Officially, public devotions under the title of Our Lady of Medujugorje may not be held, nor can a bishop or pastor sponsor make an official pilgrimage there.  Individual Catholics may go and priests may go with them as a chaplains.

For full details:
http://www.ewtn.com/expert/answers/medjugorje.htm
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« Reply #35 on: May 01, 2006, 04:55:08 PM »

I think spiritual revelations outside the church are false and are liable to mislead people; lead them away from the Church that Christ established.

We Orthodox who believe that the Orthodox Church is the one holy, apostolic Church are bound to the Church, but why do you bind God to His Church?  Cannot God, Who desires that all should be saved and come to the knowledge of the Truth, work outside of the confines of His own Church?  What do you have to say about the centurion that St. Peter baptized because he had received a vision guiding him to the apostle, or those that St. Paul had baptized because they already demonstrated through speaking in tongues the presence of the Holy Spirit in their lives?

Shouldn't our criterion for truthfulness or falsehood of a vision then be consistency with what we, the Orthodox, know to be true?  We know that God has spoken to the Orthodox Church, and we can trust the Church's word to be true.  If a vision outside the Church is perfectly consistent with the truth we know, then why must we recognize the vision as deceiving merely because it happened to someone outside the Church, which is what we must conclude if we follow your logic?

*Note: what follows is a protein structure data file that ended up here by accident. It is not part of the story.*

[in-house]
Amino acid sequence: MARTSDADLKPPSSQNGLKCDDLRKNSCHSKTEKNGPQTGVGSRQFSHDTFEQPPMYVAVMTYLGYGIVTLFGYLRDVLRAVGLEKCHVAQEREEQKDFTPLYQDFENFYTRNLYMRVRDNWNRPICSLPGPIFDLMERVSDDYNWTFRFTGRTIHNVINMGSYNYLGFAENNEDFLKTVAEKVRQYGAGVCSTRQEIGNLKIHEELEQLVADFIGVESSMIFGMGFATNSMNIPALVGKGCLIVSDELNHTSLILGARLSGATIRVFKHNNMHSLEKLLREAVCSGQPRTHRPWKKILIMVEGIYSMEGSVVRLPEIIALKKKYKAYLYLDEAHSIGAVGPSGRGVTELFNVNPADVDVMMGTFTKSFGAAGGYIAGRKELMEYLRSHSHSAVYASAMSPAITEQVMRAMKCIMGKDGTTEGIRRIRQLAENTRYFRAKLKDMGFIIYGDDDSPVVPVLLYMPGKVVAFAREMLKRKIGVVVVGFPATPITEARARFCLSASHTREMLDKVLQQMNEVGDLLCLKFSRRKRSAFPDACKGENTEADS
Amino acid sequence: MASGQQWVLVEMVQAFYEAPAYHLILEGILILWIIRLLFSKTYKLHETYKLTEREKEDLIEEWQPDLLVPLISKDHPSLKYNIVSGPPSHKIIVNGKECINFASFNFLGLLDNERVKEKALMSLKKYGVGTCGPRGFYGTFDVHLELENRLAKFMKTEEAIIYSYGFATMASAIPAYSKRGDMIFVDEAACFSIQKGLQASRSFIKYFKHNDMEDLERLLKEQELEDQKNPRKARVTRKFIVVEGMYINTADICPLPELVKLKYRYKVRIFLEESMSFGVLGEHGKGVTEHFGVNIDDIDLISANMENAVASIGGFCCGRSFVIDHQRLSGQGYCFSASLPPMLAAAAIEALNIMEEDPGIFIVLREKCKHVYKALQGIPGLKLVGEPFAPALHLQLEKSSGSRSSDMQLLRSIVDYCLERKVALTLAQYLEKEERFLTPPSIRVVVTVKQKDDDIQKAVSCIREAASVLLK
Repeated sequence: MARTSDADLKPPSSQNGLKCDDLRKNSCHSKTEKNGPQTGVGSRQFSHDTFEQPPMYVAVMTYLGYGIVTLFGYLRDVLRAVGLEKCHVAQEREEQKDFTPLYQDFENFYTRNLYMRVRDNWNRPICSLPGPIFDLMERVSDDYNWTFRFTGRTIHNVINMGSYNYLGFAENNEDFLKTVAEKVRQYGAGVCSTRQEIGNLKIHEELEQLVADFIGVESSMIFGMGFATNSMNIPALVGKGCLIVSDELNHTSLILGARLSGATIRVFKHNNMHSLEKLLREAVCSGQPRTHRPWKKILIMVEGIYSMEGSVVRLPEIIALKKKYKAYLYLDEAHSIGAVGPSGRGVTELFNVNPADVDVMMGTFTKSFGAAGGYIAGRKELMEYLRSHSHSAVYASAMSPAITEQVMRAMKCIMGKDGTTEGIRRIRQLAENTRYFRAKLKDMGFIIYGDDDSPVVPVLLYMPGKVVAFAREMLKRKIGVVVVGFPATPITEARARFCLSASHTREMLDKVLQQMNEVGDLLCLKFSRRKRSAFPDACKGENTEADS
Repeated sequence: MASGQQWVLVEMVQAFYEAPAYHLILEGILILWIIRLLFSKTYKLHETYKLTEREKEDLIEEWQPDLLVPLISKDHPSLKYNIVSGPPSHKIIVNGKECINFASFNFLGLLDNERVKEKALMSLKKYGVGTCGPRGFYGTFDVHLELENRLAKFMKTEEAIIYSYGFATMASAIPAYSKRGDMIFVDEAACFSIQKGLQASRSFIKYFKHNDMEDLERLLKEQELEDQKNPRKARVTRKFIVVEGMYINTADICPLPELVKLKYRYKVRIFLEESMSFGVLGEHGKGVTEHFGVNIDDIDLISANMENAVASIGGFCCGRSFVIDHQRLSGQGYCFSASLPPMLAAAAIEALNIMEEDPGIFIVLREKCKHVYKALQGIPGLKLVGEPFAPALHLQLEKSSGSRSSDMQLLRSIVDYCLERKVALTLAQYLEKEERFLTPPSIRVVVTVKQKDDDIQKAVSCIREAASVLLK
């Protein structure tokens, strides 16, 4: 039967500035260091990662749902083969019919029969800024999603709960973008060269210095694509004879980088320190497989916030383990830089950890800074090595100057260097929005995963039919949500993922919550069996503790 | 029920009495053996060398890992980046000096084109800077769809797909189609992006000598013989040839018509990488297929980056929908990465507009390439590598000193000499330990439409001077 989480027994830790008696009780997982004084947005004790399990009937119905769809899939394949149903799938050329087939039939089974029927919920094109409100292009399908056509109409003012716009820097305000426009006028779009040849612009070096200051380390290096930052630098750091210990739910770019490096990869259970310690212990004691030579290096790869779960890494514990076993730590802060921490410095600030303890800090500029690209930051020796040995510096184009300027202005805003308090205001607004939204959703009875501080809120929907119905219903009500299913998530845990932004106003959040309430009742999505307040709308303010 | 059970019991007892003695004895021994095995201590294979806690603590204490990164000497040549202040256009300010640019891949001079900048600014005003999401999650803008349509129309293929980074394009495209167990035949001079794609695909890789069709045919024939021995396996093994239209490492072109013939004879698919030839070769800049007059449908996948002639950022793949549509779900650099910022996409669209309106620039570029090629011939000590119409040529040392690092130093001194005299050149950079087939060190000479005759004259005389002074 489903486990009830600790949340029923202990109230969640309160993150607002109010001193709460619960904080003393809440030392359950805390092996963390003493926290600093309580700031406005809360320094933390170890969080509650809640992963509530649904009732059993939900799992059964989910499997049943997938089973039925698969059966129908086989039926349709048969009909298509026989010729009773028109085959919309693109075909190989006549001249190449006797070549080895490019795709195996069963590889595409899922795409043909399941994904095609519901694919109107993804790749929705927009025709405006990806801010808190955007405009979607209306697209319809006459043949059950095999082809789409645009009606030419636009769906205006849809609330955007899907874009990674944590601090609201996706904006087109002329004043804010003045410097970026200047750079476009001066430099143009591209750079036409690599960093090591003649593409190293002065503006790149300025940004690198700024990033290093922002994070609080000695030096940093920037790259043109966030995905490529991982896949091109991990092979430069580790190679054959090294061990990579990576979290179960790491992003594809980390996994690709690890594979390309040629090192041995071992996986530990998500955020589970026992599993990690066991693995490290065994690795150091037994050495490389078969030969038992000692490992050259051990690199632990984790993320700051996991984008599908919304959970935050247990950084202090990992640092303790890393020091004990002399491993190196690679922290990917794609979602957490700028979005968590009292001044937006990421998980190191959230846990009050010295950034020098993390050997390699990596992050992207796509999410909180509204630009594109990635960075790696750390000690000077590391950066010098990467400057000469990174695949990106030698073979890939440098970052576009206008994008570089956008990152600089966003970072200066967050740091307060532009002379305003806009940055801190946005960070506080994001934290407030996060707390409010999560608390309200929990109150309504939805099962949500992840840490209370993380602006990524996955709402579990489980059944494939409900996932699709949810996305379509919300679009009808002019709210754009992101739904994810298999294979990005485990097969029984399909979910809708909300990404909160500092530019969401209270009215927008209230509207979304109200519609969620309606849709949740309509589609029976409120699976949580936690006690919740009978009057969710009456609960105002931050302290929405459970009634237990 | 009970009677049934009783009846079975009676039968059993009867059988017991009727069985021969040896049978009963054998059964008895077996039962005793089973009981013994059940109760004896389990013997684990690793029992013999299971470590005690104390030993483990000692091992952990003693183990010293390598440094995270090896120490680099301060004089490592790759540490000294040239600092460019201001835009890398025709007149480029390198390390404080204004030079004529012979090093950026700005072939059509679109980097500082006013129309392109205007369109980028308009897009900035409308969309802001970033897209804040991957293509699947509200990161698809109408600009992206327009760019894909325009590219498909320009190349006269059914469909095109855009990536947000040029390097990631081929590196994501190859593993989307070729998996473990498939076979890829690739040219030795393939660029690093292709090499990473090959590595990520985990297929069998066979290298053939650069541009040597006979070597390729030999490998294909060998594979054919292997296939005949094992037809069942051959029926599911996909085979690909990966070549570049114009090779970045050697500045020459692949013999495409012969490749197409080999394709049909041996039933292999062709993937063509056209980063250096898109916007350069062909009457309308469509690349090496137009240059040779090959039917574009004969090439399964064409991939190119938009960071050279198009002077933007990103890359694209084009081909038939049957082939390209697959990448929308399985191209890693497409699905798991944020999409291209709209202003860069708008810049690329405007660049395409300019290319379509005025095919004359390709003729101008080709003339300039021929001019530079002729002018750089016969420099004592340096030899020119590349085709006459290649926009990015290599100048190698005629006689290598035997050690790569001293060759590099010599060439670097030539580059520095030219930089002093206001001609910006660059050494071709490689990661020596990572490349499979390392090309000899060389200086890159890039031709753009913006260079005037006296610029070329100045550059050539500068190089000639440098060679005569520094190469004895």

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« Reply #36 on: May 01, 2006, 10:36:17 PM »

We Orthodox who believe that the Orthodox Church is the one holy, apostolic Church are bound to the Church, but why do you bind God to His Church?  Cannot God, Who desires that all should be saved and come to the knowledge of the Truth, work outside of the confines of His own Church?  What do you have to say about the centurion that St. Peter baptized because he had received a vision guiding him to the apostle, or those that St. Paul had baptized because they already demonstrated through speaking in tongues the presence of the Holy Spirit in their lives?
I am not confining God to one Church. God said that our way was ‘the Way’ (an early way of describing the church).
Things counter to ‘the Way’ must be false; unless you believe God has truths that are all relative.
I don’t deny that people outside the church aren’t spiritual. But Jesus taught us ‘the way’ exactly so we can guarantee that our way is genuine; else you accept the Protestant doctrine that anyone ‘inspired’ can pick up the Bible and find ‘the truth’.